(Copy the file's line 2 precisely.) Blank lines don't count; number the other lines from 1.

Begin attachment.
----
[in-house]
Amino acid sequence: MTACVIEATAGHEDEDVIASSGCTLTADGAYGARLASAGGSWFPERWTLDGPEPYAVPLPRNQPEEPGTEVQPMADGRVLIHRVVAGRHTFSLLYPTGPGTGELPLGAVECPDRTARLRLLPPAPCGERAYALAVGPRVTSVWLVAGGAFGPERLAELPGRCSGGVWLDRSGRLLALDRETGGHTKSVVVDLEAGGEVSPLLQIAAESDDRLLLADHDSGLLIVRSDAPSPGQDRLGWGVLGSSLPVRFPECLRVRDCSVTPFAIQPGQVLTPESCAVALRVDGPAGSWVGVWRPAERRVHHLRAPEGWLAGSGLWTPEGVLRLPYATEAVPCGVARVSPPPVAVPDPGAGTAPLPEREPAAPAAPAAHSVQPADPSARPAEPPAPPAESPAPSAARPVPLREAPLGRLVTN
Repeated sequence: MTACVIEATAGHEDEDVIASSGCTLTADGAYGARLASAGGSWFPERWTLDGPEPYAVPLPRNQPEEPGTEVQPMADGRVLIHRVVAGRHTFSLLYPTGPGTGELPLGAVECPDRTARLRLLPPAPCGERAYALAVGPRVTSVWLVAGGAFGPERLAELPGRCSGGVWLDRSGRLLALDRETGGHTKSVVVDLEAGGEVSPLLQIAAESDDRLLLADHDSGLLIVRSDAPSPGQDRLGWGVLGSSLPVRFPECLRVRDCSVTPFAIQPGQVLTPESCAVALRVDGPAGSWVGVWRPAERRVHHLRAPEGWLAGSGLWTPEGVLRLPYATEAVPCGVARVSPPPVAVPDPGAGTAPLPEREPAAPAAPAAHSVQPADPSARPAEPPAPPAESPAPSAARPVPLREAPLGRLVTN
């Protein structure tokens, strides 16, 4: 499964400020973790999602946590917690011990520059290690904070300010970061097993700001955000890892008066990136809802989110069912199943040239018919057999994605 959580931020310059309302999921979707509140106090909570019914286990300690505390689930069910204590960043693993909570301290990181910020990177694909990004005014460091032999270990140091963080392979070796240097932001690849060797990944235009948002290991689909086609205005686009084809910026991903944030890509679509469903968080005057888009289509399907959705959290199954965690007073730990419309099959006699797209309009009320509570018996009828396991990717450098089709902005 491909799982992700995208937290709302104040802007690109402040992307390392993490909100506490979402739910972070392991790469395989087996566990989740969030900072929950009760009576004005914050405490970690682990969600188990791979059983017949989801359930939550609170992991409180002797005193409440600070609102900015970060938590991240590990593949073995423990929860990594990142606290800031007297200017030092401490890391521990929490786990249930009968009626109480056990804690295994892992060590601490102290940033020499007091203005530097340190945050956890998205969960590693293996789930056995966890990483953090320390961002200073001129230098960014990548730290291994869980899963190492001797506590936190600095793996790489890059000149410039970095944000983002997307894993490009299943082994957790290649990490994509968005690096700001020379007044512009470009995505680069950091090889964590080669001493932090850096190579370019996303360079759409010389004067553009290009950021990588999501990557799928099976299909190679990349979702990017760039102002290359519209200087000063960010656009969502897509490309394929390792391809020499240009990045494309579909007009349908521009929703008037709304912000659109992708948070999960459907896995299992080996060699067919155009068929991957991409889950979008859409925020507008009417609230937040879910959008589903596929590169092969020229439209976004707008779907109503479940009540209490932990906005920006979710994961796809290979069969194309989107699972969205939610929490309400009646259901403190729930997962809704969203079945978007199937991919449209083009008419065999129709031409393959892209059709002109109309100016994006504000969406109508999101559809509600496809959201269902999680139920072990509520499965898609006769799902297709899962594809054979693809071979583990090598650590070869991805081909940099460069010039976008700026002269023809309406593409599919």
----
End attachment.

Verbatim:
Amino acid sequence: MTACVIEATAGHEDEDVIASSGCTLTADGAYGARLASAGGSWFPERWTLDGPEPYAVPLPRNQPEEPGTEVQPMADGRVLIHRVVAGRHTFSLLYPTGPGTGELPLGAVECPDRTARLRLLPPAPCGERAYALAVGPRVTSVWLVAGGAFGPERLAELPGRCSGGVWLDRSGRLLALDRETGGHTKSVVVDLEAGGEVSPLLQIAAESDDRLLLADHDSGLLIVRSDAPSPGQDRLGWGVLGSSLPVRFPECLRVRDCSVTPFAIQPGQVLTPESCAVALRVDGPAGSWVGVWRPAERRVHHLRAPEGWLAGSGLWTPEGVLRLPYATEAVPCGVARVSPPPVAVPDPGAGTAPLPEREPAAPAAPAAHSVQPADPSARPAEPPAPPAESPAPSAARPVPLREAPLGRLVTN